Many of us are frequently left wondering, even after determining that a particular floral variation of honey would be our favourite kind, “How can I choose the same floral variety of honey amongst all the many brands of Australian Bee Products from all over the world, with a huge range of costs in the market place?”
To make sure that the honey I purchase is worth the money, I keep an eye out for specific details as I make my way through the maze of various types of honey in the shops. Five essential criteria can be used to evaluate good grade honey, or honey of value, including:
In essence, high-quality honey contains less water. If the honey’s water content is higher than 19 percent, it will probably ferment. Wild yeasts are present in all unpasteurized honey, which is the cause. These yeasts won’t be a threat in low moisture honey because of the high concentration of sugar since osmosis will remove enough water from the yeast to put it into dormancy. The yeast may survive and start fermentation in storage in honey with a higher percentage of water.
Due to its high hygroscopicity, honey readily absorbs moisture from the surrounding environment. Therefore, it might be challenging to produce good quality honey with a suitable low water content in locations with high humidity, which can be measured using a device called a refractometer. Raw honey, which has a moisture percentage as low as 14%, is typically seen to be more precious and therefore more expensive. Mead-making is not advised with honey that contains up to 20% water. Using two identically sized, equally-temperatured, tightly-sealed jars of honey from various sources will allow you to quickly determine how much water is included in each jar of honey. Watch the bubbles rise by turning the two jars on their sides. More water in the honey will cause bubbles to expand more quickly.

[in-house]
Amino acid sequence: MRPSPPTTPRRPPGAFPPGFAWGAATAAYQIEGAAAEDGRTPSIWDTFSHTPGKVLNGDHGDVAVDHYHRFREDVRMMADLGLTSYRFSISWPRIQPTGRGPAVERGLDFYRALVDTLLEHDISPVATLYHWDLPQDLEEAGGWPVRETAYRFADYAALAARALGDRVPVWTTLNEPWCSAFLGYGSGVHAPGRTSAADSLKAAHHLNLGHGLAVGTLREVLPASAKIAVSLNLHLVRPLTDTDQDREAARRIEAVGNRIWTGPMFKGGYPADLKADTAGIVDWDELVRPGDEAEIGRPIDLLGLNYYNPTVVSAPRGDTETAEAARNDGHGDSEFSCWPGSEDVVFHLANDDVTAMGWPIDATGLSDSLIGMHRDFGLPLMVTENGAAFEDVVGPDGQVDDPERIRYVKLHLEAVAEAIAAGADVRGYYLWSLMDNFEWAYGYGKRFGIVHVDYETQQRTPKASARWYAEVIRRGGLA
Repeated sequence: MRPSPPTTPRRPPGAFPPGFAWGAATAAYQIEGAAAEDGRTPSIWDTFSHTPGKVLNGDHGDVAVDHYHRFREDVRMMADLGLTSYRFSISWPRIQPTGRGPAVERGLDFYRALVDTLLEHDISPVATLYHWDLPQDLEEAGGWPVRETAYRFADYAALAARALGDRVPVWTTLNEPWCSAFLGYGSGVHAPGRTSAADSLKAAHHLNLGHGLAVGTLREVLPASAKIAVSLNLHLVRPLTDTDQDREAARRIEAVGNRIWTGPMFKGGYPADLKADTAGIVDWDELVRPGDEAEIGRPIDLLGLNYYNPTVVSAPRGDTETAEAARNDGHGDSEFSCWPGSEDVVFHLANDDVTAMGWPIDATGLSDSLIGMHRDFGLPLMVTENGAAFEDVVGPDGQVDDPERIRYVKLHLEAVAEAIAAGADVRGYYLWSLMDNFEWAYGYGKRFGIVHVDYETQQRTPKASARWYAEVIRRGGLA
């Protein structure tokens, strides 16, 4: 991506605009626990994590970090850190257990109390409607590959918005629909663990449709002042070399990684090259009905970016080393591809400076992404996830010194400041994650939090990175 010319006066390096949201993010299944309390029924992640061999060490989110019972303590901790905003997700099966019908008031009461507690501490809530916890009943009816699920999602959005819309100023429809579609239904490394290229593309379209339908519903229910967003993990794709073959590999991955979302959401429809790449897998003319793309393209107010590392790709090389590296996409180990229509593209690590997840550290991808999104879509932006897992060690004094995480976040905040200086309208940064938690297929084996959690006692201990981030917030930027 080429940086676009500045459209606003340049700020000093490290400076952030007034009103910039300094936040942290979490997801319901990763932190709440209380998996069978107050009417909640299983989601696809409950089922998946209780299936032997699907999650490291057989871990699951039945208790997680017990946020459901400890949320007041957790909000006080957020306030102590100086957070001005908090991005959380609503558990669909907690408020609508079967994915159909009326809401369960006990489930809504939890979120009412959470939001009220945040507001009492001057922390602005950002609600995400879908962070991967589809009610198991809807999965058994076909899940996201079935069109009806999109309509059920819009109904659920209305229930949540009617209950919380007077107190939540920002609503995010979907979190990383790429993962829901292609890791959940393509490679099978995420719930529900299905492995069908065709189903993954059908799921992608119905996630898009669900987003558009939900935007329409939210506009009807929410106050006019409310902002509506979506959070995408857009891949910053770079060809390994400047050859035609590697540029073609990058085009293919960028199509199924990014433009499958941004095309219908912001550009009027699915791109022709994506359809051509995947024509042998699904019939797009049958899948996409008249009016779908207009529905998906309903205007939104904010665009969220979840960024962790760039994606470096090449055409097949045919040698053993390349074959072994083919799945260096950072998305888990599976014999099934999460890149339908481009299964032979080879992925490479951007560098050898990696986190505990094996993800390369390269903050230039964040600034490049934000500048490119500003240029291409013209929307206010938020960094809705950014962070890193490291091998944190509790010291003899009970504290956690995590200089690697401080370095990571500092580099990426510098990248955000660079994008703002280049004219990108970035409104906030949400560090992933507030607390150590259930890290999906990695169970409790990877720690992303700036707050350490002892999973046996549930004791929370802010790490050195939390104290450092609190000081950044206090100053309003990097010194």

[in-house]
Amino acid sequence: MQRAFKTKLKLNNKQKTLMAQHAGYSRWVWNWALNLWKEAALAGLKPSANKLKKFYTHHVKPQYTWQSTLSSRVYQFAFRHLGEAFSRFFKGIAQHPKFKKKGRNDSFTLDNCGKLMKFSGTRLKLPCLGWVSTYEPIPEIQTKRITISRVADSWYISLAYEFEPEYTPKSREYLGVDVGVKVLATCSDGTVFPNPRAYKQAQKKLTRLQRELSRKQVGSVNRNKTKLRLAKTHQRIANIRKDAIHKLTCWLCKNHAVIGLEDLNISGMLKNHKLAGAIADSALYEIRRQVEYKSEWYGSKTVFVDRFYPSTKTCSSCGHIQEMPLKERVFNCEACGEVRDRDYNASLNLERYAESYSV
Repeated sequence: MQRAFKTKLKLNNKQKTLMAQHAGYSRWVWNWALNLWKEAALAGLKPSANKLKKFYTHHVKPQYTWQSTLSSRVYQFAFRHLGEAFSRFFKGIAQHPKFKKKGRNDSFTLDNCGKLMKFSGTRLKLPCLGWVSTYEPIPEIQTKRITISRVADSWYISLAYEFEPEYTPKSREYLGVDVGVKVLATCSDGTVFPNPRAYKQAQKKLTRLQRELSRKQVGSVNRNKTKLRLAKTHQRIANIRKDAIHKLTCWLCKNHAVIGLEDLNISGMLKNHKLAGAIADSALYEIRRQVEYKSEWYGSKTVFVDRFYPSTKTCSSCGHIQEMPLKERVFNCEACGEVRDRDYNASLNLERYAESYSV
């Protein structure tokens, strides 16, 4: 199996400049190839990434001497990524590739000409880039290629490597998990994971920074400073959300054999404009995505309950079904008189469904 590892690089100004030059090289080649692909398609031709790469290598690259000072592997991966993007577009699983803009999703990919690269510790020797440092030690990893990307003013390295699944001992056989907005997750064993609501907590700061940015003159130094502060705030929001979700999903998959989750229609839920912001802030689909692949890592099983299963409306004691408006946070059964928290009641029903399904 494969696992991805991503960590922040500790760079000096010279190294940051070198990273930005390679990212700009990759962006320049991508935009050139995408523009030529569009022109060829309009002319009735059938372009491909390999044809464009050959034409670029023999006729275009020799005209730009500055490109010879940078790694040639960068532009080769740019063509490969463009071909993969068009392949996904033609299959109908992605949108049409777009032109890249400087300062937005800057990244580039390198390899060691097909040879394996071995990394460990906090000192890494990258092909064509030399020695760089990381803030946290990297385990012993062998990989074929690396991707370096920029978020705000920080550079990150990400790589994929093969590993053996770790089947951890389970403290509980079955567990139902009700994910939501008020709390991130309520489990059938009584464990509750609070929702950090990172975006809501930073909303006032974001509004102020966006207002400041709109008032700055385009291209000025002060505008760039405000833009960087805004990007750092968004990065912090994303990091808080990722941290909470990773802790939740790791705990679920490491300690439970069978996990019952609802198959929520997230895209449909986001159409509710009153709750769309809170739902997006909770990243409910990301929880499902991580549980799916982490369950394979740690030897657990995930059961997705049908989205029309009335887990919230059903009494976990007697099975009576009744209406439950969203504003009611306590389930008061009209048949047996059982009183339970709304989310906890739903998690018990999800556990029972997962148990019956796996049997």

One of honey’s primary sugars, fructose, breaks down into HMF both slowly during storage and fast when heating. Therefore, the amount of HMF contained in honey is used as a storage guide to determine how long it should be stored for and how much heating should have occurred. The presence and accumulation of HMF in honey varies with honey type. High HMF concentrations may be a sign of overheating during the extraction process.
High quantities of HMF (more than 100 mg/kg) can potentially be a sign that inverted sugars have been added during adulteration. HMF is produced when a food acid and cane sugar (sucrose) are heated together. High fructose corn syrup (HFCS) levels in several foods, such as carbonated soft drinks, can reach 1,000 mg/kg.
Conclusion: When compared to fairly mild and pleasant honeys like tulip poplar, some of the most distinctive and powerfully flavoured honey kinds, like basswood, are very light. On the Pfund Scale, honey colour is measured in millimetres. The deeper the colour of the honey, the higher its mineral content, pH readings, and levels of aroma and flavour, though this is not always the case and there are exceptions to the rule. Darker honeys have been shown to contain substantially higher levels of minerals like potassium, chlorine, sulphur, iron, manganese, magnesium, and sodium.